Desalination could help California -- but only if it’s done right
Californians used to call it earthquake weather, the unseasonably warm, dry, blue-sky days that pushed deep into this year’s rainy season. Now we just call it drought. Unfortunately, the state’s water resources are at critically low levels (12% of normal Sierra Nevada snowpack for this time of year) and the crisis is unlikely to go away soon or for long.
A report by the U.S. Geological Survey predicts that with changing patterns of rain and snow we will see more frequent and intense droughts and flash flooding in California’s future. “As global warming proceeds, we’re going to experience combinations of environmental conditions unlike any we’ve seen in the past,” warns USGS scientist James Cloern, the study’s lead author.
According to the state’s Climate Change Center, even with moderate warming projections we could lose 70% to 80% of the Sierra snowpack (which represents one-third of the state’s water supply) by the end of the century. It is doubtful if water conservation, storage and reuse will be enough to meet the requirements of future generations, even if they might just meet the needs of today’s 38 million Californians.
As a result, large-scale desalination of seawater and brackish groundwater, which has long been debated, promoted and litigated up and down the coast, may soon emerge as an important part of our water supply portfolio. But this should only happen if it’s done right, so as not to harm the ocean’s health, which is as much a key to the state’s economy and way of life as its freshwater resources.
The licensing of desalination plants in California has been a haphazard process, led by local water districts and developers and engendering a lot of dead-end battles. Santa Cruz invested $15 million in “desal,” then put its plans on hold in the face of popular opposition that included genuine environmental concerns and generalized NOBO (Not on My Bay or Ocean) attitudes.
California has a few small desalination plants and proposals for more than a dozen large ones. The Boston-based Poseidon company is promoting two $900-million, 50-million-gallon-a-day projects for Huntington Beach and Carlsbad. But the company has also claimed that environmental safeguards called for by the state Coastal Commission are “a poison pill” that could kill the Huntington Beach project. Perhaps Poseidon would be more comfortable taking its business to Saudi Arabia or Texas, where desalination operates with little or no regulation.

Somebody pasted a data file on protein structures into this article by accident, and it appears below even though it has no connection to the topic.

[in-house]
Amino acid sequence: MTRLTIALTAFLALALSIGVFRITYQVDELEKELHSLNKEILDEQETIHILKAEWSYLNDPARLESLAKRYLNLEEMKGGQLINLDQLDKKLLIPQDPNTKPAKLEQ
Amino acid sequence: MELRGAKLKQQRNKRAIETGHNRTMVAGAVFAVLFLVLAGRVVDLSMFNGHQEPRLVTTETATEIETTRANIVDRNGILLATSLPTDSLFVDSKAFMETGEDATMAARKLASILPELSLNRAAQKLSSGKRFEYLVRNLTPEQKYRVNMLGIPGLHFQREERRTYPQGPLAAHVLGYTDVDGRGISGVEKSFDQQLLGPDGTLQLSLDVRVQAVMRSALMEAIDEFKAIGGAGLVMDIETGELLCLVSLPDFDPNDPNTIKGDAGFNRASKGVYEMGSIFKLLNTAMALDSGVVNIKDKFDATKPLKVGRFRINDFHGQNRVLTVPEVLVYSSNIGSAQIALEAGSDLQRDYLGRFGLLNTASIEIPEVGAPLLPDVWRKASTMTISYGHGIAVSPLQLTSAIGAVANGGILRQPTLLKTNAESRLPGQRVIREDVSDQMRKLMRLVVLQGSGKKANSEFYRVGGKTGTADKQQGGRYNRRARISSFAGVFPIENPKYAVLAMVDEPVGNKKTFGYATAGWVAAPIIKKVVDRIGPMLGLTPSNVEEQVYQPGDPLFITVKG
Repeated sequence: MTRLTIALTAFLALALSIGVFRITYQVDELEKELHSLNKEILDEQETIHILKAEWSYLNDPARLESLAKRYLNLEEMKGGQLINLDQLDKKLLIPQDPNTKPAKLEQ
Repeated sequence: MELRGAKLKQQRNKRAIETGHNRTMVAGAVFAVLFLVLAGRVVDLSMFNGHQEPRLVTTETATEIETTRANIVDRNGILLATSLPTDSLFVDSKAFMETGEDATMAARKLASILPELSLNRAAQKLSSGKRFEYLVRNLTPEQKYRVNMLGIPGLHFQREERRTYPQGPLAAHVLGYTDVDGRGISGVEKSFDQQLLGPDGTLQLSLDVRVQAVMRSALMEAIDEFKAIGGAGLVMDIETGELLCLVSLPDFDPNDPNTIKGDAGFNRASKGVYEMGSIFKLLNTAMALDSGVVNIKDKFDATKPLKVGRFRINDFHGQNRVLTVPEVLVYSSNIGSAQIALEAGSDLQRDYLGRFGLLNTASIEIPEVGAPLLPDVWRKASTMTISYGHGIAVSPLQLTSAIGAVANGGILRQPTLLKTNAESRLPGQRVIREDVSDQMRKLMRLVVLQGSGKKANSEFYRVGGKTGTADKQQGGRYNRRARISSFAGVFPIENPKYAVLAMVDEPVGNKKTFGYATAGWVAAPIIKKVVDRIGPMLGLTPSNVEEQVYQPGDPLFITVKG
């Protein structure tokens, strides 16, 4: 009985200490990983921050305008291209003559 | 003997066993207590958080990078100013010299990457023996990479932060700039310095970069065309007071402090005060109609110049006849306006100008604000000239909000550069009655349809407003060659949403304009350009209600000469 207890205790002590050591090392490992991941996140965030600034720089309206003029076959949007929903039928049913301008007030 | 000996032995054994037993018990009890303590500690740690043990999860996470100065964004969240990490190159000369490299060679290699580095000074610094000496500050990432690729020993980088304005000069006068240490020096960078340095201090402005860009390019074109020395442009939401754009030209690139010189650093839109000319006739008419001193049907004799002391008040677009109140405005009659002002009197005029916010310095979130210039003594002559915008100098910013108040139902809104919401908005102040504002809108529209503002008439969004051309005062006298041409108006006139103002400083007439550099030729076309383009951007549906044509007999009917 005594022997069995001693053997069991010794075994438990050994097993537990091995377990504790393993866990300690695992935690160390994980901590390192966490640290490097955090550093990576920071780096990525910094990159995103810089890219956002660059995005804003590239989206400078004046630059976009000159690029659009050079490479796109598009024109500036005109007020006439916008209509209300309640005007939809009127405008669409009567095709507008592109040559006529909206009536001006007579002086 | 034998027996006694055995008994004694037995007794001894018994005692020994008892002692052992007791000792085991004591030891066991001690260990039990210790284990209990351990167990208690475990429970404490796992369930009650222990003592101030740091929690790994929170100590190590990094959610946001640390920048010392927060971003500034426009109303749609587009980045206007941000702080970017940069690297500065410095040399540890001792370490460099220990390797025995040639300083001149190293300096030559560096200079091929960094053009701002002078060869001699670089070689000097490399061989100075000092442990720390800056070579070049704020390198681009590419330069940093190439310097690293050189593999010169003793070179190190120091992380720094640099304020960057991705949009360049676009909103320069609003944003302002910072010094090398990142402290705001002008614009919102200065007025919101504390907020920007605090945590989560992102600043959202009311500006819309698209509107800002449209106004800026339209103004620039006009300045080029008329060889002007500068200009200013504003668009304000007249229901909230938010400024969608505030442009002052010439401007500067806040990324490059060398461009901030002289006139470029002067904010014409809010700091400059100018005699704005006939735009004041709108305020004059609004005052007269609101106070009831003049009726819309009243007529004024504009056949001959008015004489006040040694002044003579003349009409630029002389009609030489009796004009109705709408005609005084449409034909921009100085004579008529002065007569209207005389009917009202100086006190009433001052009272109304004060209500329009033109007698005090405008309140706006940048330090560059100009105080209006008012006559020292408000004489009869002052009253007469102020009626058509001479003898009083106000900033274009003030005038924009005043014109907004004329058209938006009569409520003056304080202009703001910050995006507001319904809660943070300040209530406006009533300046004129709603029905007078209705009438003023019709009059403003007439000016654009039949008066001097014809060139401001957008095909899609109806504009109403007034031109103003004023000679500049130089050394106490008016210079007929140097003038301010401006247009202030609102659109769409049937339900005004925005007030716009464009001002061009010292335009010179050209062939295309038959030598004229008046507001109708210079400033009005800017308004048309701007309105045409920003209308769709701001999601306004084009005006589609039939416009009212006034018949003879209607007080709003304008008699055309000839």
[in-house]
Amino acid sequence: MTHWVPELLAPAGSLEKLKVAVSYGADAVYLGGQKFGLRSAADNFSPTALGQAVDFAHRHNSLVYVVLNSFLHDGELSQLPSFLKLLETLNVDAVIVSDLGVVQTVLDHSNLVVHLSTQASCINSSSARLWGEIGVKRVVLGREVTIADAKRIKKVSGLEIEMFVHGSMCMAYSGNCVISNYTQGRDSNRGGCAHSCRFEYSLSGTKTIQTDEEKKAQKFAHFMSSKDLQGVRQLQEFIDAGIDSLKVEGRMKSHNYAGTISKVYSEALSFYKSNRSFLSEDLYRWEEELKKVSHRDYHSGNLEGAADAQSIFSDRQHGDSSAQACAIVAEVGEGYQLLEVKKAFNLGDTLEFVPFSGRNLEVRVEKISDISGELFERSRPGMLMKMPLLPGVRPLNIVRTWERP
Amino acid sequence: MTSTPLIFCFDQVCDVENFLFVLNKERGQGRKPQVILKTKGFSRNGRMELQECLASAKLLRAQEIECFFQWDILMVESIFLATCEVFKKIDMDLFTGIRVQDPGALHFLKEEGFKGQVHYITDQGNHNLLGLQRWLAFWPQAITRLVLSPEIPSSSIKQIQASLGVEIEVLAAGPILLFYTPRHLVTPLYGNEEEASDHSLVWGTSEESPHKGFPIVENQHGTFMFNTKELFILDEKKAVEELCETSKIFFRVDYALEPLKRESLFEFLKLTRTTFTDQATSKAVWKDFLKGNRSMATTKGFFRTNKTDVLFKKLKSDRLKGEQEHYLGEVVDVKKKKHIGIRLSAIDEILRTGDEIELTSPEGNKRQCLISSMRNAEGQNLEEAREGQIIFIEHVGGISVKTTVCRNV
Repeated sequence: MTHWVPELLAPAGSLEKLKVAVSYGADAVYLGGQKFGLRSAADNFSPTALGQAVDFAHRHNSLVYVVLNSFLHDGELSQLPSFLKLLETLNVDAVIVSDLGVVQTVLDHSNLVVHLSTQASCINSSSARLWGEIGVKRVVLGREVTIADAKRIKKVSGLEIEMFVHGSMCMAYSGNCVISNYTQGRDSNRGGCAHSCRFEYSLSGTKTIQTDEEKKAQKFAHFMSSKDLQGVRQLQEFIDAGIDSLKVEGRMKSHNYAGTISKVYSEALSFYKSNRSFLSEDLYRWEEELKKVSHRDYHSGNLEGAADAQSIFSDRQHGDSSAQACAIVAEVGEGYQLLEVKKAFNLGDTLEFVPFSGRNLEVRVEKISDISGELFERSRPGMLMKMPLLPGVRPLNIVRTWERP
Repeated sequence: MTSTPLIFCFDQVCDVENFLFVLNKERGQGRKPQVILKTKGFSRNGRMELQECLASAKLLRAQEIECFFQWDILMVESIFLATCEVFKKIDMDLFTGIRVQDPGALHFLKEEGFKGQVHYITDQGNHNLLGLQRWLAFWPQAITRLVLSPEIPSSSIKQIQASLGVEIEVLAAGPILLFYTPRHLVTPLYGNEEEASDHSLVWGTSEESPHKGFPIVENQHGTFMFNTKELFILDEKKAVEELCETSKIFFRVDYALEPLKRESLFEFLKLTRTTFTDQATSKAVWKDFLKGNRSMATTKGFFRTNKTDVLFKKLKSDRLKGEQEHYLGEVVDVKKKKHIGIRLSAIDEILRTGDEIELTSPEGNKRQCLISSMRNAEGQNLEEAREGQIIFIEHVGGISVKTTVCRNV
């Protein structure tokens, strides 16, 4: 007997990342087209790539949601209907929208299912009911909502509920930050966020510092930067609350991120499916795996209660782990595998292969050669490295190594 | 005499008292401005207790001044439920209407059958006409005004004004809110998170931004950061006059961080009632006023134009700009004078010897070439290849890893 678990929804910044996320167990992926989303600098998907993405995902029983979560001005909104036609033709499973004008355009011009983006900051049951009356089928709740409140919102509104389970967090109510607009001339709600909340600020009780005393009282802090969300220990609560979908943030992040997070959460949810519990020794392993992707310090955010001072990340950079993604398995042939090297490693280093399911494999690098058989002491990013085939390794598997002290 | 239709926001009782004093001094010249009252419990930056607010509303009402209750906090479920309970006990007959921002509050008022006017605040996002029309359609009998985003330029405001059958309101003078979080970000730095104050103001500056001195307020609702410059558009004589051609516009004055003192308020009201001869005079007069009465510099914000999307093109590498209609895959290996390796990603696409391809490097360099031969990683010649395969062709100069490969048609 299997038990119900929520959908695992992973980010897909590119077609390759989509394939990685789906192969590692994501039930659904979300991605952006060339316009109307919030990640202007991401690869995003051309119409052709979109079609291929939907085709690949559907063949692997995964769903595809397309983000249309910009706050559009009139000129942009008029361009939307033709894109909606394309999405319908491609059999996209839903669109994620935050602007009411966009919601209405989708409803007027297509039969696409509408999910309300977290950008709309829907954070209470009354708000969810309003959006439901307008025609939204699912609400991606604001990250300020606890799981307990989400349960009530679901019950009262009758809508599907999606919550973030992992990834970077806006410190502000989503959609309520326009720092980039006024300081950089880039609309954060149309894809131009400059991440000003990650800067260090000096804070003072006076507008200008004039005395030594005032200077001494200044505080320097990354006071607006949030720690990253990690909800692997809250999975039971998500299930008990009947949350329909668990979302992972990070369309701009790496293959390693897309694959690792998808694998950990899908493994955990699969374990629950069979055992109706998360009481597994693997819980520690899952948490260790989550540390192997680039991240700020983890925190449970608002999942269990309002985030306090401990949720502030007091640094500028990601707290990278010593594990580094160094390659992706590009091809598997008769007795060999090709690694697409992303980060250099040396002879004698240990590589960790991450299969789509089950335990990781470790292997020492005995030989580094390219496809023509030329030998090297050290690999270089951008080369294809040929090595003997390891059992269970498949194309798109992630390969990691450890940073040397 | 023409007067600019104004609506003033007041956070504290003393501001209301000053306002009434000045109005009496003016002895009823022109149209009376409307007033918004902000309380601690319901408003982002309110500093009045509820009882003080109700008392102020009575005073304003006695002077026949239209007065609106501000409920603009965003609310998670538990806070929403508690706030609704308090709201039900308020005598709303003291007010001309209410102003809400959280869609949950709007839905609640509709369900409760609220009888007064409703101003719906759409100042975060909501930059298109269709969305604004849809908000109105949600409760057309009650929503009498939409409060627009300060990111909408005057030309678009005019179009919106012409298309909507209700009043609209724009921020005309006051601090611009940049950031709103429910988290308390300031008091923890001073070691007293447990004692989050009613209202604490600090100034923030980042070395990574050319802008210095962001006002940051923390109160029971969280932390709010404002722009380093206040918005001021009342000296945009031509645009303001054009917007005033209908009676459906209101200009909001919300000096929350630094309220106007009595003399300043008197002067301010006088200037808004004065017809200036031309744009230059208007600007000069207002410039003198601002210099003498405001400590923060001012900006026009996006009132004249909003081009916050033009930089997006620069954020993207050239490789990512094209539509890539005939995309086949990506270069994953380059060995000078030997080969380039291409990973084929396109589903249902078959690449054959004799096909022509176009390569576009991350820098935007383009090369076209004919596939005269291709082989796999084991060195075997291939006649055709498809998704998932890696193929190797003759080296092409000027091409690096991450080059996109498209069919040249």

Taking the salt out of seawater is nothing new. President Kennedy opened the first U.S. desalination plant in Texas in 1961. There are two basic models: vacuum distillation, which converts saltwater to water vapor and leaves the salt behind, and reverse osmosis, which filters seawater through a semipermeable membrane to achieve the same result.
Desalination is more costly than other water sources. But improvements in the technology, combined with drought, general water scarcity and growing water demand, are beginning to make it commercially competitive. Aside from cost, obstacles to desalination include high energy use and the risks associated with what’s pulled into the intake pipes and what’s pumped back out.
Both desalination processes are energy intensive , although reverse osmosis is more energy efficient. Critics argue that unless desalination is powered by clean, non-carbon energy sources, it will contribute mightily to the very process of global warming that is generating water loss and scarcity.
Desal plants also require intake pipes, which can result in large-scale trapping of millions of marine organisms. The plants can (and some do) bury intake pipes under sand or gravel, below the seafloor, to avoid the entrapment problem. This was the Coastal Commission’s recommendation for Huntington Beach that Poseidon rejected as a “poison pill.” That project is now on hold as the company regroups to “study” the problem.
Another desalination issue is the outflow. The process requires the discharge of salt brine concentrate, sometimes contaminated with anti-corrosion cleaning agents from the pipes. The salt brine, which is heavier than seawater, can sink to the ocean bottom and harm ocean life and habitat. Its negative effects can be diluted by mixing it with wastewater or using a series of shower-head-like bottom diffusers to disperse it. The State Water Resources Control Board is formalizing a set of rules to address these issues.
These problems may be mitigated simply by moving desal off the beach. The technology’s most practical application may be to convert brackish inland groundwater, where sea level rise and past groundwater pumping is leading to salt intrusion in the water table and aquifers. It could also be the key to reclaiming agricultural and other contaminated water, because the technology can separate out clean water from impurities other than sea salt. Of course, waste disposal will remain a challenge wherever the technology is applied, but clean, potable water is increasingly going to be worth the effort.
Can desal help save California from its water crisis? A lot depends on the ability of the state to arrive at a solid set of environmental standards for the use, siting and scaling of the technology in the next few years, as it says it will. The state water board plans to adopt technical use standards by the end of this year. State action will also bring clarity to the local licensing process.
At that point, desalination could become a sustainable addition to the innovative water use solutions California will have to develop if it’s to address the challenges represented by today’s drought and our rapidly changing climate.
David Helvarg is executive director of Blue Frontier, an ocean conservation group. His latest book is “The Golden Shore: California’s Love Affair With the Sea.”
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